• Oh, wow. A person who is actually selling sex asks you to respect their right to frame their own experiences and your only response is to link to a piece called “myths about prostitution” by a non-sex worker? And you wonder why you’re accused of being patronising!

        • Black Metal Valkyrie

          Of yeah, because everyone on the internutz is who they say they are. And like I said already, “sex worker” is a pimp lobby term meant to muddy the waters when we talk about male violence against women in the rape trade. Most prostituted women started off young:

        • “Sex worker” is a term used by actual sex workers (many of whom I know off the internet). I can guess your response if someone here refused to believe that a self-identified survivor or prostituted woman actually was who they said they were, because, you know, “survivor” and “prostituted woman” are terms used by radfems who’ve never sold sex in their lives.

          As for most of them starting off young, one person’s own experience is not evidence of a general rule. Here is a compendium of age-of-entry data which contradicts the myth of the “average” 13-year-old.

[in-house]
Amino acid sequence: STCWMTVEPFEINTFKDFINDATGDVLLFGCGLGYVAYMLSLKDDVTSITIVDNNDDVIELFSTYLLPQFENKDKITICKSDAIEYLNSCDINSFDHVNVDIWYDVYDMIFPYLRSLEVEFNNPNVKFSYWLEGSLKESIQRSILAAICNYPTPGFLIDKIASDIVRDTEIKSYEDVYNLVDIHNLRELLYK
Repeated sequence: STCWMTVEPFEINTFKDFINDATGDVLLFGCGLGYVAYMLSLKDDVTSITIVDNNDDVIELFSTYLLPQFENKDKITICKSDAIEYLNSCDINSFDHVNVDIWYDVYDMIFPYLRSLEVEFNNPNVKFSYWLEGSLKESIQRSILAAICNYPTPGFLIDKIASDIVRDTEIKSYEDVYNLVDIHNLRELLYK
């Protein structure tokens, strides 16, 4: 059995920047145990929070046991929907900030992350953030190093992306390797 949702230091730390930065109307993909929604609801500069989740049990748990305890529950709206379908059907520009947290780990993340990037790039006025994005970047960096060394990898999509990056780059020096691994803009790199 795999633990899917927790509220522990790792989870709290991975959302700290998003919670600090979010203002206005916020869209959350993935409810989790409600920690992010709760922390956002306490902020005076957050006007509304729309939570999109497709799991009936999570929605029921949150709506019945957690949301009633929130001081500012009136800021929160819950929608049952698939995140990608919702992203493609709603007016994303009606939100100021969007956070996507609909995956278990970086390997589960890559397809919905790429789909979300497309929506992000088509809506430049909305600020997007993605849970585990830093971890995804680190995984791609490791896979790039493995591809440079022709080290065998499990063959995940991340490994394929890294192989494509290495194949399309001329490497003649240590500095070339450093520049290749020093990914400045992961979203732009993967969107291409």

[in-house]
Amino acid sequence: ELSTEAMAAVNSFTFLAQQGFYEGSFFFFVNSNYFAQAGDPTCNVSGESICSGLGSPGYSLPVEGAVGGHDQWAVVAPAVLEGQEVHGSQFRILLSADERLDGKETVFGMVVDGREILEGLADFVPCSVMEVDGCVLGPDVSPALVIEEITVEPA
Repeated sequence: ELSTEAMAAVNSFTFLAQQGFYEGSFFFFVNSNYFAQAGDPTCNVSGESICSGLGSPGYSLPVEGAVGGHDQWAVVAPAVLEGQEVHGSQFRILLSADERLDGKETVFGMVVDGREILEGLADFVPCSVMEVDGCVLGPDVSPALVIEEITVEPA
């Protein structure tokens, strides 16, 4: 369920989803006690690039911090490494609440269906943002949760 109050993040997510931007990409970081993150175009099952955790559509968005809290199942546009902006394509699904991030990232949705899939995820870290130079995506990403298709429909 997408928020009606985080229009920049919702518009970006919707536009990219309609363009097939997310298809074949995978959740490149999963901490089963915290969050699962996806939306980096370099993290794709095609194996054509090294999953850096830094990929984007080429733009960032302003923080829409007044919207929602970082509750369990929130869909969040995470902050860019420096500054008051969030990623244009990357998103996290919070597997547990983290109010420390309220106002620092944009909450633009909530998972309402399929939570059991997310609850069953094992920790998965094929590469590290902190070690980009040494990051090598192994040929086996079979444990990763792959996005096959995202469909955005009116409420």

• aformersexworker


          If other people want to be nice to the likes of RMott and Meagher that is their right and privilege, but for some reason, despite 6 years of sex work, I still have a fully operational gag reflex and find it impossible…

      • “used by radfems who have never sold sex in their lives” conveniently ignores Andrea Dworkin, Rachel Moran, Rebecca Mott, and MANY other survivors of sex trafficking or prostitution.

        SMH just because you disagree with survivors doesn’t mean you have to throw them and their lived experiences under the bus.

        • If you read that line in its actual context, that was precisely my point.

        • aformersexworker

          Rachel Moran is one person I know for certain, as eyewitness was never a sex worker, enough to risk my life going on oath with that (she is too scared of the inevitable penalty for perjury to go on oath and try to refute). There are 5 other witnesses I know of to her deceit. One is also public about it.

          Common sense tells me RMott has never been a sex worker…or told much truth about anything (borderline fantasist on the crack pipe) and at my age I refuse to even pretend to buy that cr*p.

          I never paid any attention to Andrea Dworkin (though I heard the name)…2 mins…ah…she is dead…but not till she made a lucrative lifelong career out of radical feminism and trying to dictate other people’s sex lives…AFTEr she used sex work to keep her alive when she was desperate…a resource made money out of trying to deny to other desperate women…

          …and she is in favour of incest…she wouldn’t have been if she had my brothers…